The problem with EC2

We absolutely love Amazon Web Services. Their services remove a lot of the headache from our day-to-day life. However,
EC2 instances get pricey, especially when deploying a lot of services. Even if we put all of our services on their own
micro instances (which isn’t a great idea) the hard cost is pretty clear… let’s assume 50 services at today’s prices:

  • 50 t1.micro instances x ~$14/month = $700/month

This doesn’t seem like an astounding number, but to be fair, this probably isn’t an accurate estimate;
we’re still forgetting high availability and load balancing, as well as snapshots. Assuming a t1.micro is a great
option for all services, let’s factor in the new costs:

  • (50 t1.micro instances x 2 availability zones x $14/month) + (50 elastic load balancers x $14/month) = $2100/month

Having a high availability setup is starting to add up a bit, and there are still additional costs for EBS, snapshots, S3
(if you’re using it), and data transfer.

The case for Deis

Deis is a platform-as-a-service (Paas) much like
Heroku or Elastic Beanstalk. There are a few other open
source solutions out there like Flynn.io (which is at the time of writing still in alpha) and
dokku. Dokku will only run on a single instance, which doesn’t make it quite as
appealing as Deis.

The whole idea behind Deis is that you can simple git push your application code to the cluster controller, and the
platform will take care of the rest, including providing the hostname and options to scale. The solution is based on
Docker which makes it extra appealing.

Enter AWS EC2

There is a contrib setup for EC2 in the source repository, and
it looks like it should work out of the box. It doesn’t currently appear to have support for AWS VPC just yet, but it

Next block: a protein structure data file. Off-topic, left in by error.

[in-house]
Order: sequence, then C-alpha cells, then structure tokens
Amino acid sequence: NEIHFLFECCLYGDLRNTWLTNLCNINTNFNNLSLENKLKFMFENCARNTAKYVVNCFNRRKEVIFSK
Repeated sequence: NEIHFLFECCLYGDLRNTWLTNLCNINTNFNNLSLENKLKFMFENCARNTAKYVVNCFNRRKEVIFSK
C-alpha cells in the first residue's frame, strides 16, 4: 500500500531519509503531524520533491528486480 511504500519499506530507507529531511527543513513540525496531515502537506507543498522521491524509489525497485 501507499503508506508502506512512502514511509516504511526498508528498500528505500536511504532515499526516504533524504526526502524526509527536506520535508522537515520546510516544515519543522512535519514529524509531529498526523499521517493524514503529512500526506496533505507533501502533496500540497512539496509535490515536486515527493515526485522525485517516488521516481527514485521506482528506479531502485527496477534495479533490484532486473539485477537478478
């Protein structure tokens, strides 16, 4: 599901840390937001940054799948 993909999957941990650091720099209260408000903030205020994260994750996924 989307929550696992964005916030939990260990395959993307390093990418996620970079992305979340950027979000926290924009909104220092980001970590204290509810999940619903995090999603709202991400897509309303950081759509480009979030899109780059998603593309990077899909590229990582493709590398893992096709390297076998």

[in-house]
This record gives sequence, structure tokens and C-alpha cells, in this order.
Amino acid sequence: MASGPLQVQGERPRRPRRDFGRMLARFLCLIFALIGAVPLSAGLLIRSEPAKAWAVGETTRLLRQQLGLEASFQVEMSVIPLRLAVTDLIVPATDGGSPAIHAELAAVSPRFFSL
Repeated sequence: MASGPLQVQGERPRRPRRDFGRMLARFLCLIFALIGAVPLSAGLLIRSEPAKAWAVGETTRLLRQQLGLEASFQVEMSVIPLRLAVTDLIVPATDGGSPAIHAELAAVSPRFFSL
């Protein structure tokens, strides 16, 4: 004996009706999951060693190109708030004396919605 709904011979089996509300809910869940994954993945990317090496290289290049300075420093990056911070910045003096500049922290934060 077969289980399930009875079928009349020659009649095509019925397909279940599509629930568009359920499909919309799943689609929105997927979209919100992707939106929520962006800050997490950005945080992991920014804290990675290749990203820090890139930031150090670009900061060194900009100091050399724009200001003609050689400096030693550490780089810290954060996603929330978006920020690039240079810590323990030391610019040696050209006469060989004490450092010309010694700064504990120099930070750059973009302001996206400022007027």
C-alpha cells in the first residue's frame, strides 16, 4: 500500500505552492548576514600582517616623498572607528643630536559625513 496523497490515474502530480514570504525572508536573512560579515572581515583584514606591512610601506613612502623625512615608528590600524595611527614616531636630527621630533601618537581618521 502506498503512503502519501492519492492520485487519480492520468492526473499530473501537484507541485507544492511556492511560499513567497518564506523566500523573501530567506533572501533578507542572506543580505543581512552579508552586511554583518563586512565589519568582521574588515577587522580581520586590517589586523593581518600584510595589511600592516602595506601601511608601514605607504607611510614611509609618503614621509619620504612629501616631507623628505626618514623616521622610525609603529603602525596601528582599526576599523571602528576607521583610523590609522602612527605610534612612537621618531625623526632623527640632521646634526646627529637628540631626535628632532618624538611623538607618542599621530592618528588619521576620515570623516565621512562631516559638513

is just using CloudFormation stacks behind the scenes, so the configuration should be pretty straight forward. Now,
I don’t know about anyone else, but CloudFormation templates (example
make my brain hurt. AWS’s documentation is pretty clear for the most part, but sometimes it seems like you need a
very specific configuration in about 6 different places for something to work. VPC is very much like this.

Fortunately, someone has already tackled this and there is a pull request
open to merge it into deis trunk. The pull request effectively adds a couple configuration values that should allow deis
to operate in a VPC. Primarily, there are a couple environment variables you need to set before provisioning the cluster:

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export VPC_ID=vpc-a26218bf
export VPC_SUBNETS=subnet-04d7f942,subnet-2b03ab7f

I did run into one problem with this, however, when I specified the environment variables, I found my CloudFormation stack
creation was failing (you can find this in your AWS console under the CloudFormation section, click on a stack, and select
the ‘Events’ tab below). The error I was getting was related to the VPC and AutoScalingGroup not being created in the
same availability zone, so I had to tweak the CloudFormation template
under the Resources:CoreOSServerAutoScale:Properties:AvailabilityZones key to reflect my AZ (namely us-west-2b).

The IGW

Another problem I ran into (that had nothing to do with Deis) was I was deploying to an availability zone that didn’t actually have access to the public internet (no gateway/nat). This manifested as an error when trying to make run the cluster:

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Failed creating job deis-registry.service: 501: All the given peers are not reachable (Tried to connect to each peer twice and failed) [0]

Once I got into the proper availability zone, the problem went away.

make run

I ran into some more issues when I finally got make run-ning…first the “activation” part of it took a really long time, like 15 minutes. I finally got this error:

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af:deis aaronfay$ make run